Scott Morrison has unveiled plans to stamp out sexual harassment in the workplace, with the government to adopt all recommendations of the Respect@Work report in part or in full.
The new women’s taskforce met for the first time on Tuesday and discussed the government’s response to the report handed down by Sex Discrimination Commissioner Kate Jenkins more than a year ago.
Mr Morrison confirmed the federal government had accepted all 55 recommendations – which he described as a “game changer” – either wholly, in part, or in principle.
The measures would place more onus on employers to stamp out sexual harassment and discrimination.
“Sexual harassment is unacceptable. It is not only immoral and despicable and even criminal, but particularly in the context of the Respect@Work report, it denies Australians, especially women, not just their personal security but their economic security,” he told reporters in Canberra.
“This is a culture we have to change across our society.”
Mr Morrison said the government would prioritise prevention of sexual harassment and make the complaint system easier to navigate.
He said Ms Jenkin’s report also revealed an urgent need for better data on sexual harassment.
The report found nearly 40 per cent of women and 26 per cent of men had suffered sexual harassment in recent times.
Attorney-General Michaelia Cash said the alarming rate was “unacceptable” and the cabinet was “united in our response” to the report.
“In our response, what we do is set out our long-term commitment to preventing and addressing sexual harassment in the workplace,” she said.
She said Ms Jenkins was “very pleased” with the government’s adoption of her recommendations that would simplify an “incredibly confusing” system for employers and employees.
After months of criticism directed at the government over its handling of the Brittany Higgins rape allegation, Ms Cash said the government would introduce a “suite” of changes.
The definition of serious misconduct under the Fair Work Act will be amended to include sexual harassment, which will also be included as a valid reason for dismissal.
“Our aim is to reduce complexity but also strengthen the national framework for addressing sexual harassment,” she said.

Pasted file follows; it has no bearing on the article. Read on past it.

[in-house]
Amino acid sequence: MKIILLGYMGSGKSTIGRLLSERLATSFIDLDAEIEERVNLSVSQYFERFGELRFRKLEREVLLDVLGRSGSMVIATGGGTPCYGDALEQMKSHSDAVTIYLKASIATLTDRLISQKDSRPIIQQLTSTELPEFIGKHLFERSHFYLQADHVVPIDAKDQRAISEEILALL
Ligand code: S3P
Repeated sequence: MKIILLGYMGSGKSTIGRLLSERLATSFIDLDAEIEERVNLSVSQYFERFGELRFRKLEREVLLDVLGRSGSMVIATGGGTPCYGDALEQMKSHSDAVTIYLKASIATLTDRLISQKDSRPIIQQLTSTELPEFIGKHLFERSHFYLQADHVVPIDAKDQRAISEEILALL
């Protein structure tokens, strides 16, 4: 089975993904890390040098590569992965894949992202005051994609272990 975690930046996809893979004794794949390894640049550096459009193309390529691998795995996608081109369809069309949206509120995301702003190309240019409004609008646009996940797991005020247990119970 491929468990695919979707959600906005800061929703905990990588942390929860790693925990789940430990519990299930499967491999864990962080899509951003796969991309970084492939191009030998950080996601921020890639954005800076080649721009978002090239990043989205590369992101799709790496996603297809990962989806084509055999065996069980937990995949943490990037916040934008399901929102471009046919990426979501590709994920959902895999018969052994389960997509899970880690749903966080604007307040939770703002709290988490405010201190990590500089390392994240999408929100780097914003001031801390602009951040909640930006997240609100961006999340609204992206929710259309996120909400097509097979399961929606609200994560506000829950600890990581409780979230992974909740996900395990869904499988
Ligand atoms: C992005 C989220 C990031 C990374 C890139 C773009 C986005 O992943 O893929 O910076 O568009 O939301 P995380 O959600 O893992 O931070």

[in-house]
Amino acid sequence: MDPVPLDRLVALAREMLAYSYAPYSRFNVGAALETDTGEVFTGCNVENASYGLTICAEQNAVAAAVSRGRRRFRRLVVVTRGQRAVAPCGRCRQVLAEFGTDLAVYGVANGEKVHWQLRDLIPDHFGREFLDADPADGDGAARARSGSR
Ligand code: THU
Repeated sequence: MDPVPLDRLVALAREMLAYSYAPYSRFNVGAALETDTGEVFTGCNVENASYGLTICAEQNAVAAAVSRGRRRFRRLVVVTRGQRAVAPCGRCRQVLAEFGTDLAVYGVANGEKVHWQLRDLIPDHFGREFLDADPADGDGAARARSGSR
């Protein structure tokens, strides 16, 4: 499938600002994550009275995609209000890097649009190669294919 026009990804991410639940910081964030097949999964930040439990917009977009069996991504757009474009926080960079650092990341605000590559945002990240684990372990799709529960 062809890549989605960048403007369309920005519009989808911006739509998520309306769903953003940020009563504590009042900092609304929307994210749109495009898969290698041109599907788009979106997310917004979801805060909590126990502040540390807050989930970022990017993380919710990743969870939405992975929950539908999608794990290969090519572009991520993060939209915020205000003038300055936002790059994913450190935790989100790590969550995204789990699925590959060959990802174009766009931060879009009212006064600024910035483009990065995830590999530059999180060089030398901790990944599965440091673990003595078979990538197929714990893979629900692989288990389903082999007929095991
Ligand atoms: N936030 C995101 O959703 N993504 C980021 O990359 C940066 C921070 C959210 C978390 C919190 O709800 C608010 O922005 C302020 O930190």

The Sex Discrimination Act would also be extended to include MPs and judges, while a complaint period would be extended from six months to 24 months.
But Labor frontbencher Kristina Keneally said that commitment could not be taken seriously while Andrew Laming, an LNP MP who admitted to harassing and bullying women online, remained in the Coalition.
“Give us a downpayment on that Prime Minister, give us a downpayment on that commitment,” she said.
“Boot Andrew Laming from the Liberal party-room (and) stop sheltering Andrew Laming in your government.”
She said the prime minister’s announcement lacked detail and did not reveal the reporting mechanisms which would be implemented.
Ms Cash confirmed that she agreed “in principle” with establishing a “positive duty” for employers, requiring them to actively stamp out sexual harassment and discrimination.
But more than a year since the report was handed down, Mr Morrison rejected suggestions the government had only been pressured into responding by two months of scandal.
He claimed the COVID-19 pandemic had put several issues on the backburner.
“Last year was a very extraordinary year, we would all agree with that,” he said.
“There were many issues that we were not allowed to advance last year because of the demands and pressures of COVID.
“Not one occasion was I asked about this matter in the House of Representatives, nor were my ministers.”
The federal government hoped to introduce the recommendations as part of a legislative package before the May budget, Mr Morrison said.